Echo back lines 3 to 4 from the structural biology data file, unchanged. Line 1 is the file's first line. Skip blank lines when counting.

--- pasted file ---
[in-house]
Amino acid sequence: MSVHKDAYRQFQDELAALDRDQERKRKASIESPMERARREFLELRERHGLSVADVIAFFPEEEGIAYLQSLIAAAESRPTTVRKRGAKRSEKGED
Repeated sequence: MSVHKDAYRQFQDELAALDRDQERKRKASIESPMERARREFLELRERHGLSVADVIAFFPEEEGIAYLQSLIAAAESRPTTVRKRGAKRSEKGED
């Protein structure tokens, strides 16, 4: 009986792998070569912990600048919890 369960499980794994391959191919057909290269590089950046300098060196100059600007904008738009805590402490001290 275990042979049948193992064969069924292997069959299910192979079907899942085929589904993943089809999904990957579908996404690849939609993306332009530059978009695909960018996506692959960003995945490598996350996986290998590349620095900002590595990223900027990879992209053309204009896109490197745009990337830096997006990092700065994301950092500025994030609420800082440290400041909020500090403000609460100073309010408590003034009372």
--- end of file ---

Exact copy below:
Repeated sequence: MSVHKDAYRQFQDELAALDRDQERKRKASIESPMERARREFLELRERHGLSVADVIAFFPEEEGIAYLQSLIAAAESRPTTVRKRGAKRSEKGED
């Protein structure tokens, strides 16, 4: 009986792998070569912990600048919890 369960499980794994391959191919057909290269590089950046300098060196100059600007904008738009805590402490001290 275990042979049948193992064969069924292997069959299910192979079907899942085929589904993943089809999904990957579908996404690849939609993306332009530059978009695909960018996506692959960003995945490598996350996986290998590349620095900002590595990223900027990879992209053309204009896109490197745009990337830096997006990092700065994301950092500025994030609420800082440290400041909020500090403000609460100073309010408590003034009372």